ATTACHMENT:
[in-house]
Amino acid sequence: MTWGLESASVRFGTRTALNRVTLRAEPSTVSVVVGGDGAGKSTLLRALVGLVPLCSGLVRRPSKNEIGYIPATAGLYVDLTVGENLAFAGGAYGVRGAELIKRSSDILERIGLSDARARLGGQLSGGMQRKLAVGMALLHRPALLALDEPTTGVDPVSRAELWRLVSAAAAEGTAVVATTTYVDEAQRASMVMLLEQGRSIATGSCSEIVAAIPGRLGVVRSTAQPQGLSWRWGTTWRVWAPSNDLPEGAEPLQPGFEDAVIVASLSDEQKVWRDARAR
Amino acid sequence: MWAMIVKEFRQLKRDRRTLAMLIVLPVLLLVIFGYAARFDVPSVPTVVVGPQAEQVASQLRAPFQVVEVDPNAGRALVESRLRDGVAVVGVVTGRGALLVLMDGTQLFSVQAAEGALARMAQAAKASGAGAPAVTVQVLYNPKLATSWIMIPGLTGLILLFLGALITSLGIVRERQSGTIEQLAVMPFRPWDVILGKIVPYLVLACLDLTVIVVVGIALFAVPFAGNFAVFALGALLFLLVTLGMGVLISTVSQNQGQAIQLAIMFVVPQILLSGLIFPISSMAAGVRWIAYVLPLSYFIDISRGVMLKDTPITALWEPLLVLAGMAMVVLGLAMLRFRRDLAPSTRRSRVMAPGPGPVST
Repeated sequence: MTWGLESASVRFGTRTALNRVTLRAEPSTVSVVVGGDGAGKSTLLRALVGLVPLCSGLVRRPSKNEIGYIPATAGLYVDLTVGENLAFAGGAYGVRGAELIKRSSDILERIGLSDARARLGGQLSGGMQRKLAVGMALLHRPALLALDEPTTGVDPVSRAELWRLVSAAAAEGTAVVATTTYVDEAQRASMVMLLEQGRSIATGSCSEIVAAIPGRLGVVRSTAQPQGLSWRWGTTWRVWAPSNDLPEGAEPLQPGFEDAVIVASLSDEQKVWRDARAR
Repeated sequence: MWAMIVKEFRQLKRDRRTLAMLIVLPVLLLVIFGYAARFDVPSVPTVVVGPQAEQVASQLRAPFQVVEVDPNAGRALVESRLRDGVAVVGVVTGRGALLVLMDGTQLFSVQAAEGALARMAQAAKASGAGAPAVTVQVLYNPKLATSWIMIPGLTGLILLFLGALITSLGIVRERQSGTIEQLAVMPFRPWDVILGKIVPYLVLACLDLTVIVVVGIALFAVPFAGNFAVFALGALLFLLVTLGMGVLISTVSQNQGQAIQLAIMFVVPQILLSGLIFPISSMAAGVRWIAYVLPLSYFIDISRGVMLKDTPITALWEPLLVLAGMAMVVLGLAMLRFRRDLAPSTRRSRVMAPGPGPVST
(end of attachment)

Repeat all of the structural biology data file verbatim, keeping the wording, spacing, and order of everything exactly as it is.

[in-house]
Amino acid sequence: MTWGLESASVRFGTRTALNRVTLRAEPSTVSVVVGGDGAGKSTLLRALVGLVPLCSGLVRRPSKNEIGYIPATAGLYVDLTVGENLAFAGGAYGVRGAELIKRSSDILERIGLSDARARLGGQLSGGMQRKLAVGMALLHRPALLALDEPTTGVDPVSRAELWRLVSAAAAEGTAVVATTTYVDEAQRASMVMLLEQGRSIATGSCSEIVAAIPGRLGVVRSTAQPQGLSWRWGTTWRVWAPSNDLPEGAEPLQPGFEDAVIVASLSDEQKVWRDARAR
Amino acid sequence: MWAMIVKEFRQLKRDRRTLAMLIVLPVLLLVIFGYAARFDVPSVPTVVVGPQAEQVASQLRAPFQVVEVDPNAGRALVESRLRDGVAVVGVVTGRGALLVLMDGTQLFSVQAAEGALARMAQAAKASGAGAPAVTVQVLYNPKLATSWIMIPGLTGLILLFLGALITSLGIVRERQSGTIEQLAVMPFRPWDVILGKIVPYLVLACLDLTVIVVVGIALFAVPFAGNFAVFALGALLFLLVTLGMGVLISTVSQNQGQAIQLAIMFVVPQILLSGLIFPISSMAAGVRWIAYVLPLSYFIDISRGVMLKDTPITALWEPLLVLAGMAMVVLGLAMLRFRRDLAPSTRRSRVMAPGPGPVST
Repeated sequence: MTWGLESASVRFGTRTALNRVTLRAEPSTVSVVVGGDGAGKSTLLRALVGLVPLCSGLVRRPSKNEIGYIPATAGLYVDLTVGENLAFAGGAYGVRGAELIKRSSDILERIGLSDARARLGGQLSGGMQRKLAVGMALLHRPALLALDEPTTGVDPVSRAELWRLVSAAAAEGTAVVATTTYVDEAQRASMVMLLEQGRSIATGSCSEIVAAIPGRLGVVRSTAQPQGLSWRWGTTWRVWAPSNDLPEGAEPLQPGFEDAVIVASLSDEQKVWRDARAR
Repeated sequence: MWAMIVKEFRQLKRDRRTLAMLIVLPVLLLVIFGYAARFDVPSVPTVVVGPQAEQVASQLRAPFQVVEVDPNAGRALVESRLRDGVAVVGVVTGRGALLVLMDGTQLFSVQAAEGALARMAQAAKASGAGAPAVTVQVLYNPKLATSWIMIPGLTGLILLFLGALITSLGIVRERQSGTIEQLAVMPFRPWDVILGKIVPYLVLACLDLTVIVVVGIALFAVPFAGNFAVFALGALLFLLVTLGMGVLISTVSQNQGQAIQLAIMFVVPQILLSGLIFPISSMAAGVRWIAYVLPLSYFIDISRGVMLKDTPITALWEPLLVLAGMAMVVLGLAMLRFRRDLAPSTRRSRVMAPGPGPVST